PRYPYAT, UKRAINE - JUNE, 2006: Views of Prypyat, a joyful town established in 1970 which population of more than 45,000 habitants, seen here with the Chernobyl nuclear power plant in the background, on June 1, 2006 inside the Chernobyl exclusion, Ukraine. It is located only about 1.5km from the Chernobyle nuclear power plant, and was entirely evacuated on April 27, 1986, the day after the Chernobyl explosion. Today, it is a ghost town and entry is still forbidden. (Photo by Patrick Landmann/Getty Images)

UKR: Chernobyl

CHERNOBYL, UKRAINE - JUNE, 2006: The mushrooms, abundant in the area, are heavily contaminated, containing caesium in particular, which dwells in the surface layer of the earth, June 1, 2006 in the Chernobyl exclusion zone, Ukraine. With the disappearance of man in the exclusion zone, nature has regained its liberty. Fauna in the exclusion zone is particularly rich, and includes elks, wild boars, reindeers, wild horses, wolves, mice, and fish. The wildlife does not seem to be affected by the contamination, however the consequences of Chernobyl can be truly measured by looking at their DNA. (Photo by Patrick Landmann/Getty Images)

UKR: Chernobyl

KIEV, UKRAINE - JUNE, 2004: The consequences of the Chernobyl disaster on the health of the population are still not well known, June 1, 2004 in Kiev, Ukraine. In this hospital situated in Kiev, 35,000 people of different origins are treated, and epidemiologic research is being undertaken. It is financed by various European programs, and is very well equipped. Thyroid cancer is mostly being found among children. (Photo by Patrick Landmann/Getty Images)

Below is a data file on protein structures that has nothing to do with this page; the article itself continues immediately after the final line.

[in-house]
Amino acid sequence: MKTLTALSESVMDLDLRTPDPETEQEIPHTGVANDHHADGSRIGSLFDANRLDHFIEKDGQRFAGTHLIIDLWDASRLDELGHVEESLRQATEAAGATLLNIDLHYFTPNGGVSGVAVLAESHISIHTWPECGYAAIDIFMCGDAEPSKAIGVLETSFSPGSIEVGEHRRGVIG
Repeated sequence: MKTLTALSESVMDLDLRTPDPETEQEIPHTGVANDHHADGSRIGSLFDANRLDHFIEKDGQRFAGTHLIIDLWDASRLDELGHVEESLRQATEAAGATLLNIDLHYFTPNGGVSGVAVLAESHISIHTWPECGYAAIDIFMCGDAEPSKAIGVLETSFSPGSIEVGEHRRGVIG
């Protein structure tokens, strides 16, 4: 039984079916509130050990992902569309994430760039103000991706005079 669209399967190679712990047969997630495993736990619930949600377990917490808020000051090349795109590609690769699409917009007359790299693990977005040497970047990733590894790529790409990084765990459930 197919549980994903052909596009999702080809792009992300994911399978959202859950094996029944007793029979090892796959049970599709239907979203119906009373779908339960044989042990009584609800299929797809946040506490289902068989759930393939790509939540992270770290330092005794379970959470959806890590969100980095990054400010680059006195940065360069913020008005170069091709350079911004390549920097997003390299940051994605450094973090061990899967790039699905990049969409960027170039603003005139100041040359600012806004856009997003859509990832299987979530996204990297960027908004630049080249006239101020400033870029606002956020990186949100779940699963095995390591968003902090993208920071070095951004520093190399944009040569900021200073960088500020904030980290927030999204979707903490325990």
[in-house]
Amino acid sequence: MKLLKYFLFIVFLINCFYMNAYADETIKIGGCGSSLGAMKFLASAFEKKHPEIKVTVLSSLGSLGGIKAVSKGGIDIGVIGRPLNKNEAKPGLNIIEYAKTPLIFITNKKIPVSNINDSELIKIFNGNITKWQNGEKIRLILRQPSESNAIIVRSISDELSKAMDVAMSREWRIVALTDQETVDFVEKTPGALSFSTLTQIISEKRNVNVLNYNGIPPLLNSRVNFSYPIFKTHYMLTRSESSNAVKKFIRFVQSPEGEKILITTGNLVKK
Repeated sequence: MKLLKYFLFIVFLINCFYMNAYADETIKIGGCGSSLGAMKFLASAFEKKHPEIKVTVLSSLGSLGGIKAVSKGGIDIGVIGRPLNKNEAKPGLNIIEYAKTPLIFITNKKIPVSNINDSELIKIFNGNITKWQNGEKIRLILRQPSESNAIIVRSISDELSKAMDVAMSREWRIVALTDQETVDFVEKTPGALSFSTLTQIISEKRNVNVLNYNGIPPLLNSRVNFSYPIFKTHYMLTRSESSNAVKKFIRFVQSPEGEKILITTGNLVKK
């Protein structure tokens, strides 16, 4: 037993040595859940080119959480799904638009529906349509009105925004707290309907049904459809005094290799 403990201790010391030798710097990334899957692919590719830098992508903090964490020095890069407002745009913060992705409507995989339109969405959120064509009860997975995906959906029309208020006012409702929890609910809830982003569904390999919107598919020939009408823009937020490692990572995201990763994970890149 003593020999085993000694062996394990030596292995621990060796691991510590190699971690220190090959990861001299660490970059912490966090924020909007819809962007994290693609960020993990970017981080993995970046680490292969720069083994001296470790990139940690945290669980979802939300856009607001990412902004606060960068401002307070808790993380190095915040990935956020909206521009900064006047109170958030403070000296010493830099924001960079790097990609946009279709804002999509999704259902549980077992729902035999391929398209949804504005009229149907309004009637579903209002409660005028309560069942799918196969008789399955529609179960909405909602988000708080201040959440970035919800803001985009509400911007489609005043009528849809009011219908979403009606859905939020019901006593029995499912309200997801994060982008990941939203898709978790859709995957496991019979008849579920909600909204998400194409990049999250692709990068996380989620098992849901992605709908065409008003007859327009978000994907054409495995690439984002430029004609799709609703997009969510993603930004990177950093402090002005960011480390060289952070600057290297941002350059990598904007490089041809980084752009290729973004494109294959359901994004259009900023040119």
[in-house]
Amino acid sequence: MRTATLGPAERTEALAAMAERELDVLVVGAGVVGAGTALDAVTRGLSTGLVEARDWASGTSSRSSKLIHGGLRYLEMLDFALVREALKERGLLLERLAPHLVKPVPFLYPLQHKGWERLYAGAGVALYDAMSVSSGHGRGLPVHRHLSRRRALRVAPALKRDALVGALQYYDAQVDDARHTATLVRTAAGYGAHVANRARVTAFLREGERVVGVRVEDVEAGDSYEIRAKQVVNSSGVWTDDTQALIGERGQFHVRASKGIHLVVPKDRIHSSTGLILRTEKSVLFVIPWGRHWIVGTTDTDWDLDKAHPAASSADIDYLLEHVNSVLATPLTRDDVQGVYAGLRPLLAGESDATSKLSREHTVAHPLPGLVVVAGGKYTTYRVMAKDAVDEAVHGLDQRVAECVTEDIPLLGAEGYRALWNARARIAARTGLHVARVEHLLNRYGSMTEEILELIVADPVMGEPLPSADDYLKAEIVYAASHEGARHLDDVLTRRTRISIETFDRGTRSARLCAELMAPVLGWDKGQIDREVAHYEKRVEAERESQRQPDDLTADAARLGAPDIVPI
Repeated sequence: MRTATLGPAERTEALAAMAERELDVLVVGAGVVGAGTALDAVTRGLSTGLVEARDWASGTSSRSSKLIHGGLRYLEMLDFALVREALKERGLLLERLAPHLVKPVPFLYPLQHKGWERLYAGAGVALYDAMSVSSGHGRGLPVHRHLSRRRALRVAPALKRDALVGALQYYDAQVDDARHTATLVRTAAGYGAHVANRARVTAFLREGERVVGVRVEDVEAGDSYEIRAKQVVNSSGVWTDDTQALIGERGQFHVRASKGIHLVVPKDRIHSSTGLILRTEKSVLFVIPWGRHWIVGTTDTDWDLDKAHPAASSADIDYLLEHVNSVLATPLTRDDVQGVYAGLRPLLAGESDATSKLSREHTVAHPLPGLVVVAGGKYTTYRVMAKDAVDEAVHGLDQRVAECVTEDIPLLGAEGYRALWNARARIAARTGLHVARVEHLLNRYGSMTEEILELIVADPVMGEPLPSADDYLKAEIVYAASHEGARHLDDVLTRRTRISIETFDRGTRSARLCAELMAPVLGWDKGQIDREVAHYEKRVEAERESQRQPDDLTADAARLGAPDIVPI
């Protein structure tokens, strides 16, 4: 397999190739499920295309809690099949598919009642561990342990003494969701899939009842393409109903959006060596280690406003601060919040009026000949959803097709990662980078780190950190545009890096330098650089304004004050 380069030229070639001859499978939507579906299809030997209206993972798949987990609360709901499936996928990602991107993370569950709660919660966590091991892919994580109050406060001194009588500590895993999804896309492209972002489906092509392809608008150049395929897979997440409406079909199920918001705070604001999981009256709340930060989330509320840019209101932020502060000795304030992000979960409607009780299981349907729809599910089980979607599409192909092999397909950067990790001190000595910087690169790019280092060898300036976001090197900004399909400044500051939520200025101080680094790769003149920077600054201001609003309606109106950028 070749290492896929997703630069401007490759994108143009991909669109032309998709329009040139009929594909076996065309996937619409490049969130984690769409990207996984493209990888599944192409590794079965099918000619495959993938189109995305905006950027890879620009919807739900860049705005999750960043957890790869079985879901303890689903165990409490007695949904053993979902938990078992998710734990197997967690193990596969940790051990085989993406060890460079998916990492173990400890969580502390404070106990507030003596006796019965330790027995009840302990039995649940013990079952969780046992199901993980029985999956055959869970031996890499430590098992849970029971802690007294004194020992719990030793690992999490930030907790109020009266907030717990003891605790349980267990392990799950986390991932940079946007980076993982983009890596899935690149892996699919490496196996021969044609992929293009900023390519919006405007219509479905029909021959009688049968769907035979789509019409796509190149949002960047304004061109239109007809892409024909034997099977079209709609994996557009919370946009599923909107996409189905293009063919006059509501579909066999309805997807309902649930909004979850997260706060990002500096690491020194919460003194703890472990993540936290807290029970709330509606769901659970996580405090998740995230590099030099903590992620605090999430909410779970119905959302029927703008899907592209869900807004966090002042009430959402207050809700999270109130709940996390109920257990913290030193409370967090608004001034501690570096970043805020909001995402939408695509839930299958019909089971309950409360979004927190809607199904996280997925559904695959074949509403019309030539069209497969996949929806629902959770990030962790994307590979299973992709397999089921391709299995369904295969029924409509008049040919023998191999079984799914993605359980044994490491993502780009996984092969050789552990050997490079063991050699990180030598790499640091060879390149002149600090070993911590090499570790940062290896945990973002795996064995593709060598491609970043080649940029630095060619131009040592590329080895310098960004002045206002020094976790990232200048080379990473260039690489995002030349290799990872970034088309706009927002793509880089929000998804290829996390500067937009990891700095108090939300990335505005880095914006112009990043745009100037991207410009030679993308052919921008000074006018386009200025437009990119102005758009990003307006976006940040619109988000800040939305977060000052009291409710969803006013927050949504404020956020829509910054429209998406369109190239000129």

Chernobyl Prepares For 25th Anniversary Of Its Nuclear Disaster

CHERNOBYL, UKRAINE - MARCH 25: Tourists take pictures in front of the destroyed No. 4 nuclear reactor block in the Chernobyl nuclear power plant on March 25, 2011 in Chernobyl, Ukraine. The 25th anniversary of the Chernobyl nuclear disaster is next month. On April 26, 1986, a series of explosions destroyed Chernobyl's reactor No. 4 station causing a nuclear meltdown as firefighters tackled a blaze that burned for 10 days and sent a plume of radiation around the world in the worst-ever civil nuclear disaster. Over fifty people died and more than 130,000 people were evacuated from around the Chernobyl dead zone.. (Photo by Vladimir Simicek - isifa/Getty Images)

Chernobyl Prepares For 25th Anniversary Of Its Nuclear Disaster

PRIPYAT, UKRAINE - MARCH 25: Personal articles are seen in the empty town of Pripyat near the Chernobyl nuclear power plant on March 25, 2011 in Pripyat, Ukraine. The 25th anniversary of the Chernobyl nuclear disaster is next month. On April 26, 1986, a series of explosions destroyed Chernobyl's reactor No. 4 station causing a nuclear meltdown as firefighters tackled a blaze that burned for 10 days and sent a plume of radiation around the world in the worst-ever civil nuclear disaster. Over fifty people died and more than 130,000 people were evacuated from around the Chernobyl dead zone.. (Photo by Vladimir Simicek - isifa/Getty Images)